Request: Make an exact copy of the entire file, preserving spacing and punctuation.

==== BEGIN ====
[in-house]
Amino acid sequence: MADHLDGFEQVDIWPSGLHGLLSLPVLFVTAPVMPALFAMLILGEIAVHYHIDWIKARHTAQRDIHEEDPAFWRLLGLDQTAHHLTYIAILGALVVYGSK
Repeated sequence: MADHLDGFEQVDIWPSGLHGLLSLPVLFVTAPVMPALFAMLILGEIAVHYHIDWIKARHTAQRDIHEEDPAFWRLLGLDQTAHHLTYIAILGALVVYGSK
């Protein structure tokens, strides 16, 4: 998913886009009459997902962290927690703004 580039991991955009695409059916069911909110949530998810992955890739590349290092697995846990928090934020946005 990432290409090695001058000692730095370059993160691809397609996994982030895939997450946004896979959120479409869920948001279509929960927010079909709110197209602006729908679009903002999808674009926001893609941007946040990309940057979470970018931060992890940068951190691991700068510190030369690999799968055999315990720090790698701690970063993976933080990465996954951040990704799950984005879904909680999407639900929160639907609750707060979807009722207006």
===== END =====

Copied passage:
[in-house]
Amino acid sequence: MADHLDGFEQVDIWPSGLHGLLSLPVLFVTAPVMPALFAMLILGEIAVHYHIDWIKARHTAQRDIHEEDPAFWRLLGLDQTAHHLTYIAILGALVVYGSK
Repeated sequence: MADHLDGFEQVDIWPSGLHGLLSLPVLFVTAPVMPALFAMLILGEIAVHYHIDWIKARHTAQRDIHEEDPAFWRLLGLDQTAHHLTYIAILGALVVYGSK
């Protein structure tokens, strides 16, 4: 998913886009009459997902962290927690703004 580039991991955009695409059916069911909110949530998810992955890739590349290092697995846990928090934020946005 990432290409090695001058000692730095370059993160691809397609996994982030895939997450946004896979959120479409869920948001279509929960927010079909709110197209602006729908679009903002999808674009926001893609941007946040990309940057979470970018931060992890940068951190691991700068510190030369690999799968055999315990720090790698701690970063993976933080990465996954951040990704799950984005879904909680999407639900929160639907609750707060979807009722207006």